Pope Francis brought smiles this evening to Kenyan authorities and members of the diplomatic corps as he finished his address at an official welcoming ceremony with a prayer in Swahili: Mungu abariki Kenya — God bless Kenya.
The Pope arrived in Nairobi for the first leg of his six-day Africa trip a bit earlier than scheduled this evening, shortly after 4:30 local time.
After a festive welcome at the airport, the Holy Father was officially welcomed in a ceremony at the State House.
“Kenya is a young and vibrant nation, a richly diverse society which plays a significant role in the region,” the Pope said in his English-language address.
He spoke of Kenya’s efforts to shape a democracy, one “shared by many other African nations.”
“Like Kenya,” Francis said, “they too are working to build, on the solid foundations of mutual respect, dialogue and cooperation, a multiethnic society which is truly harmonious, just and inclusive.”
The Holy Father emphasized the importance of young people, a theme he often returns to in his travels and in Rome.
“The young are any nation’s most valuable resource. To protect them, to invest in them and to offer them a helping hand, is the best way we can ensure a future worthy of the wisdom and spiritual values dear to their elders, values which are the very heart and soul of a people.”
He also praised the Kenyan respect for natural resources and a “culture of conservation.”
“The grave environmental crisis facing our world demands an ever greater sensitivity to the relationship between human beings and nature. We have a responsibility to pass on the beauty of nature in its integrity to future generations, and an obligation to exercise a just stewardship of the gifts we have received,” he said. “These values are deeply rooted in the African soul. In a world which continues to exploit rather than protect our common home, they must inspire the efforts of national leaders to promote responsible models of economic development.”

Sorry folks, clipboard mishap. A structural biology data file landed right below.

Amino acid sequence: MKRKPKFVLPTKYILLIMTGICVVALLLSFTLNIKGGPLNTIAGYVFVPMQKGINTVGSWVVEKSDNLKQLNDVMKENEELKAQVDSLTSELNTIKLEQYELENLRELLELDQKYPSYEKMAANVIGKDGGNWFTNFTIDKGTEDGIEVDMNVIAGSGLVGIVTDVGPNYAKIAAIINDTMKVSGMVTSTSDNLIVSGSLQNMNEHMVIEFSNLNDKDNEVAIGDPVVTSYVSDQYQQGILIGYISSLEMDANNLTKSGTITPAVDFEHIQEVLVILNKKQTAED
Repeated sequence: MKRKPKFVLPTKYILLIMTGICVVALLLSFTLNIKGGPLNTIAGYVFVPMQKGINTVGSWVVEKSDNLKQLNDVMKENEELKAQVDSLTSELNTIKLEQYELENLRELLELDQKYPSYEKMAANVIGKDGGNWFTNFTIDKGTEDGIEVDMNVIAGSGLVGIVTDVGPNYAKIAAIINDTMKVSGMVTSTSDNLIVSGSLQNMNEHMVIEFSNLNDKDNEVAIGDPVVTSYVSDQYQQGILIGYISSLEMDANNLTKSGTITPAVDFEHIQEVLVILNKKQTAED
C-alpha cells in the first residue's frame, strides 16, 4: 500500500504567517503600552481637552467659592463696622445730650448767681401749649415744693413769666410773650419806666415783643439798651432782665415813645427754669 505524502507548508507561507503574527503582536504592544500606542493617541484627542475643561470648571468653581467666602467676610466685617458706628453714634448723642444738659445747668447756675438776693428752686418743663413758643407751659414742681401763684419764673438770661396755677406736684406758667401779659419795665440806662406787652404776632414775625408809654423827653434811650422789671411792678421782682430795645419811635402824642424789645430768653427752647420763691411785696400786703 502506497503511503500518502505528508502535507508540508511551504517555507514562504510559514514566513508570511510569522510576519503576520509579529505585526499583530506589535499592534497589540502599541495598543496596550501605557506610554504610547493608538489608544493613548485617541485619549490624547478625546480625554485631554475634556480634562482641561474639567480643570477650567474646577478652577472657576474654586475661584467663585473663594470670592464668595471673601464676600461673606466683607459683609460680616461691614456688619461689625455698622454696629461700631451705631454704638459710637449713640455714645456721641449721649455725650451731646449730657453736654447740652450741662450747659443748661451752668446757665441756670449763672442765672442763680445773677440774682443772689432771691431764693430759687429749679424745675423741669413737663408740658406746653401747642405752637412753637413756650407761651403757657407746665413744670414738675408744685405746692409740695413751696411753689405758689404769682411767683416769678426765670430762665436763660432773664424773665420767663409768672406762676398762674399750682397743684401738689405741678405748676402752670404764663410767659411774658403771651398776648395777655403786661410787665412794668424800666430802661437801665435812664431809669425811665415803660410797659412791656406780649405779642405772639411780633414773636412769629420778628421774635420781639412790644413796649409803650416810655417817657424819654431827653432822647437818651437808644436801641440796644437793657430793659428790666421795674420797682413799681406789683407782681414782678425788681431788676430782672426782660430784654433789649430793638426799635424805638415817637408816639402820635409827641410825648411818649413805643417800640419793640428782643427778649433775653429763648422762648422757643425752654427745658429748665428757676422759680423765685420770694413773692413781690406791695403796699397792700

Citing a theme of his encyclical Laudato Si’, the Bishop of Rome noted the link between the protection of the environment and “the building of a just and equitable social order.”
In this effort, he said that “the pursuit of the common good must be a primary goal,” noting that poverty and frustration are at the root of violence, conflict and terrorism.
And he called the social leaders and government authorities of his audience to “work with integrity and transparency for the common good, and to foster a spirit of solidarity at every level of society.”
“I ask you in particular to show genuine concern for the needs of the poor, the aspirations of the young, and a just distribution of the natural and human resources with which the Creator has blessed your country,” he said.
The Pope concluded by referring to a tradition in Kenya of schoolchildren planting trees for posterity.
“May this eloquent sign of hope in the future, and trust in the growth which God gives, sustain all of you in your efforts to cultivate a society of solidarity, justice and peace on the soil of this country and throughout the great African continent. I thank you once more for your warm welcome, and upon you and your families, and all the beloved Kenyan people, I invoke the Lord’s abundant blessings.
“Mungu abariki Kenya! God bless Kenya!”
Tomorrow, the Pontiff will begin his day with an interreligious and ecumenical meeting at the apostolic nunciature in Nairobi, which will be followed by a Mass on the campus of the University of Nairobi. After the Mass, Francis will meet with clergy, men and women religious, and seminarians at the athletic field of St Mary’s School, before visiting the United Nations Office in Nairobi.
Friday morning, he will visit the poor neighborhood of Kangemi in Nairobi, meet with young people in Kasarani Stadium, and meet with the nation’s bishops. Then, there will be the farewell ceremony at the Jomo Kenyatta International Airport before he takes off for the second leg of his visit, to Uganda. After Uganda, the Pope will head to the Central African Republic, before his return to Rome on Monday.
On ZENIT’s Web page: